So This is What it Feels Like

“Look at how good they are at snowboarding,” exclaimed the six-year-old.
The young girl turned around to see her family no longer standing there. Among all the snowboarders chattering to their friends and their light, happy laughter, she stood there. She immediately panicked and rushed to the parking lot, the white snow pinching at her skin, she searched for her family's white van. Rows upon rows of white vans stared back at the girl. No family was to be seen among the crowd. A hand grabbed the girl's arm and jerked her against another body in a hug strongly stenched with cologne.
“Your mother was going to kill me,” her father had said with a huge sigh of relief.
In her father's embrace, she felt protected and safe. He had quickly rushed her passed many cars. She saw her mother's tear-stricken face in the window of the passenger seat. Everything would be alright. Though several years later, protection and safety were no longer associated with her parent's embrace.
Now eight, she sat in a cramped room with a single desk and four extremely uncomfortable chairs. It smelled of sweat and copy paper. Her mother gripped her hand and asked,
“You sure you're okay with this, Shawna?”
Her daughter nodded her head, completely unaware that she would still have to withstand the screaming. Papers were spread all over the desk- custody, property and child support. After many hours, they left the office. This is when her life changed.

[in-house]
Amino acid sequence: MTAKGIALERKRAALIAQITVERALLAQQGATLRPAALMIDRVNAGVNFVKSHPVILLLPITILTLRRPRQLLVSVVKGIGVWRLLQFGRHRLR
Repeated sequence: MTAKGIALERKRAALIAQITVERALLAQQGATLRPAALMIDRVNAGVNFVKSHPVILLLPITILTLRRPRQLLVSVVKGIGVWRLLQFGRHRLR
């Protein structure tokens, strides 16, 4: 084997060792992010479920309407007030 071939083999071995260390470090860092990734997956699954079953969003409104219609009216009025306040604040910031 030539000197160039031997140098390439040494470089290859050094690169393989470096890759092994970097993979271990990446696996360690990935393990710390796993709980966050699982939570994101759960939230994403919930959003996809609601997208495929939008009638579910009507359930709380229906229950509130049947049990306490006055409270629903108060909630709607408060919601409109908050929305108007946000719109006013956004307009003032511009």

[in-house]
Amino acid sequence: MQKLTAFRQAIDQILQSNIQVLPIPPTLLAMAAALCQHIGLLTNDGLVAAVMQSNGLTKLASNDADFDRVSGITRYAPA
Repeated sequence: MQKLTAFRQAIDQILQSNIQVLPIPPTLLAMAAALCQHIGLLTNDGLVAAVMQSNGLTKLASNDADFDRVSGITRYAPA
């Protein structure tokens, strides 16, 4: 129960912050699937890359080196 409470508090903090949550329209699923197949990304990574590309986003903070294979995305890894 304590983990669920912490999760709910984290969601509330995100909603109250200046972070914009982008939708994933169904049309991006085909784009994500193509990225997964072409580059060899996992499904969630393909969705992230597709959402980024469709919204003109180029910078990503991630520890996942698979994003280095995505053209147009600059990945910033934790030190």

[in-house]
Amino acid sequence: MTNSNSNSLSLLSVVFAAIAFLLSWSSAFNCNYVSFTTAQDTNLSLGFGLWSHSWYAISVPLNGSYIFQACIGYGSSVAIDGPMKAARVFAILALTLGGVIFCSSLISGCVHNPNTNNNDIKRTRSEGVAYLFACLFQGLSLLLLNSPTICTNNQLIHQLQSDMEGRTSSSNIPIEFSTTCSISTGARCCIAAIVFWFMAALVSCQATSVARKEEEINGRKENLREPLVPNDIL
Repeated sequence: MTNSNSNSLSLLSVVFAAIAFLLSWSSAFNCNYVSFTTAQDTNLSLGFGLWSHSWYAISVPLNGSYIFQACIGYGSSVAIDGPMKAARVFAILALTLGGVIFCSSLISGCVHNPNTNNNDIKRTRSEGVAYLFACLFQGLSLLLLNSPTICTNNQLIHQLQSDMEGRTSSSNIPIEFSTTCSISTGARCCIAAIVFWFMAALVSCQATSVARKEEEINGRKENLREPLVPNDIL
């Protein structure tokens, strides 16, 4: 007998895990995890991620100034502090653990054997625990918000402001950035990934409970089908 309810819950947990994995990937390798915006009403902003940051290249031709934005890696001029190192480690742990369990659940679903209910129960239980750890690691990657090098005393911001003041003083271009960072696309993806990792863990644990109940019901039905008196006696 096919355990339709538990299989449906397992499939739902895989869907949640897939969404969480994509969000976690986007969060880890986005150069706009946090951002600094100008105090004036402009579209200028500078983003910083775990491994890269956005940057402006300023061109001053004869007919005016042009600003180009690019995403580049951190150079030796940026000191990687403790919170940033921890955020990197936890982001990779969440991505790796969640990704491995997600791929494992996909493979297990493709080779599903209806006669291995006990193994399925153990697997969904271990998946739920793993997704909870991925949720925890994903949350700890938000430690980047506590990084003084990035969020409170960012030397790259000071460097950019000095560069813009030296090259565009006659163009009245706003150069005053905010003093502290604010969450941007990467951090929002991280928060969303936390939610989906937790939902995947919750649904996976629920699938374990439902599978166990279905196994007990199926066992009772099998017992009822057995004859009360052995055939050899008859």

She had spent many awkward dinners with boyfriends she had disapproved of for her mother and girlfriends much too young and tacky for her father. If she protested enough, they would be dumped. Always finding very truthful excuses like, “he doesn't respect me” or “she can't cook.” Laying in her bed with the soft blues and pinks from her night light shining onto her clean face, she would cry. She held a pillow to her face to muffle the sobs so her parents couldn't hear how unhappy she was, the salty tears wet her pillow and she drifted to sleep with swollen eyes. But every morning she would wipe her face from the sticky tracks her tears had left, plaster a smile on and fill her lungs with laughter. People saw her as she wanted them to, happy. When night had fallen, she could finally be true to herself.
Another four years passed as she lived in this facade. It was when she was twelve that she finally found her light at the end of the dark tunnel. A girl named Sabrina had changed her life. She provided the comfort and friendship nobody could ever give. No longer did she feel alone, she had somebody to talk to without fear of judgment. She wanted to share her life with Sabrina, her embrace that smelled of cats and soft words had always helped her wake up in the morning. The times they had fought could never overpower the times they had shared crying in each other's arms. This was what a best friend felt like.
“I love you” is a strong phrase. Yet how do you feel anything but love for a girl that provides you with safety. Without Sabrina, life would be unfulfilled. Nobody to help with the reoccurring sorrow of a broken family or to give the best memories in my life. Best friends are often compared to a sister-like bond in a clichΓ© manner. But what we share is not a clichΓ©, it is what best friends are supposed to be.